SP: I don’t think it’s more concerning than the systems we have now. In fact we have AI in cruise missiles and it’s a cliché of computer science that once a system starts to work we no longer call it AI. AI is reserved for computational challenges at the frontier of knowledge. So there isn’t even a clear line between AI and computer programming. There is a fantasy of a godlike artificial general intelligence that would be omnipotent, omniscient, and have the power to solve any problem instantly, and in some scenarios has a thirst for infinite power and influence. I think that’s fanciful. There is no evidence that current AI is on such a trajectory. It’s not clear that the concept of artificial general intelligence is even coherent, because intelligence requires knowledge in the domain in which one is reasoning. There is no reason to think that merely being intelligent is tantamount to seeking power and domination. The fear an AI system hooked up to vast infrastructure might be given a vague goal that would include collateral damage to humans is utterly fanciful, like giving an AI a task of curing cancer where it turns us all into guinea pigs for lethal experiments. I think if we were smart enough to design a system that could cure cancer, we would not be so stupid as to give it a blanket goal without programming in the various tradeoffs and considerations. Any system that is intelligent enough to accomplish anything of interest would be intelligent enough to consider all the tradeoffs and potential for collateral damage.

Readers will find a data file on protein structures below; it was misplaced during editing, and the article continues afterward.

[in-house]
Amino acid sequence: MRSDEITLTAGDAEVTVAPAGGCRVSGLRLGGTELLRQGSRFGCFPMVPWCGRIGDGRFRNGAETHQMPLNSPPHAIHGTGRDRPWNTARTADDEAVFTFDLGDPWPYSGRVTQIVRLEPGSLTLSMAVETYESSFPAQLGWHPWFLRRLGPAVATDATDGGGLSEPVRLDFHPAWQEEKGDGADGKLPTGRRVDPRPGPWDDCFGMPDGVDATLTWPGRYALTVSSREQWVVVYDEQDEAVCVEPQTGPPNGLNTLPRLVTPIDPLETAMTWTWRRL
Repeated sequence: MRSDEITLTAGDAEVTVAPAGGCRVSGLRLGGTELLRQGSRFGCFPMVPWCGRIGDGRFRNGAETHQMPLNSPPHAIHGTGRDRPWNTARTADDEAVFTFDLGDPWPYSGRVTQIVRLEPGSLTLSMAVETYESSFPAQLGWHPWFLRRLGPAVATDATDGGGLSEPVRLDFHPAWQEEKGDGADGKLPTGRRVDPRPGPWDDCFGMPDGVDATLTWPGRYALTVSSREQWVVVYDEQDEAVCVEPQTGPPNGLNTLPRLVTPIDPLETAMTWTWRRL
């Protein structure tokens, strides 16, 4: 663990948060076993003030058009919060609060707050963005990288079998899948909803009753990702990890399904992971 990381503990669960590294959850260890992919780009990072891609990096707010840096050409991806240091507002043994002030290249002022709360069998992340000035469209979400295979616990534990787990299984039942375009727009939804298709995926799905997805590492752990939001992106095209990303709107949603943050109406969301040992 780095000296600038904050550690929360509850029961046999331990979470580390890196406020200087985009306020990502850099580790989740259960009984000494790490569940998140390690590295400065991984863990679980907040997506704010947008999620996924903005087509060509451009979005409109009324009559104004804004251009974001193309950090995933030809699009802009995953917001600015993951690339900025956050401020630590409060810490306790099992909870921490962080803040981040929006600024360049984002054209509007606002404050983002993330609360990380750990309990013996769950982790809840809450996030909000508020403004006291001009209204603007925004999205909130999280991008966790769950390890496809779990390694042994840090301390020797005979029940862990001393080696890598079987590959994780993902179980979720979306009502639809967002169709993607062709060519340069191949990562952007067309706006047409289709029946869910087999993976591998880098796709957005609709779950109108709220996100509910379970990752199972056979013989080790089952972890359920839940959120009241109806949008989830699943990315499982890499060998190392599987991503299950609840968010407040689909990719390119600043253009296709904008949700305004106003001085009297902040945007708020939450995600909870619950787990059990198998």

In general I think apocalyptic scenarios are accepted with too much credulity, whereas the reasons that apocalyptic scenarios don’t occur are boring and people don’t like to write about them. The previous apocalypse scenarios haven’t happened. We have never run out of a resource, and population is likely to plateau in the second half of the 21st century. The apocalypse makes for too enticing theatre to be evaluated rationally. The AI scenarios assume an utterly implausible handover of control to the systems, or an equally implausible megalomaniacal designer of the system, or a lack of control of the system despite the fact every interface with the real world has to be mediated with humans to make it happen.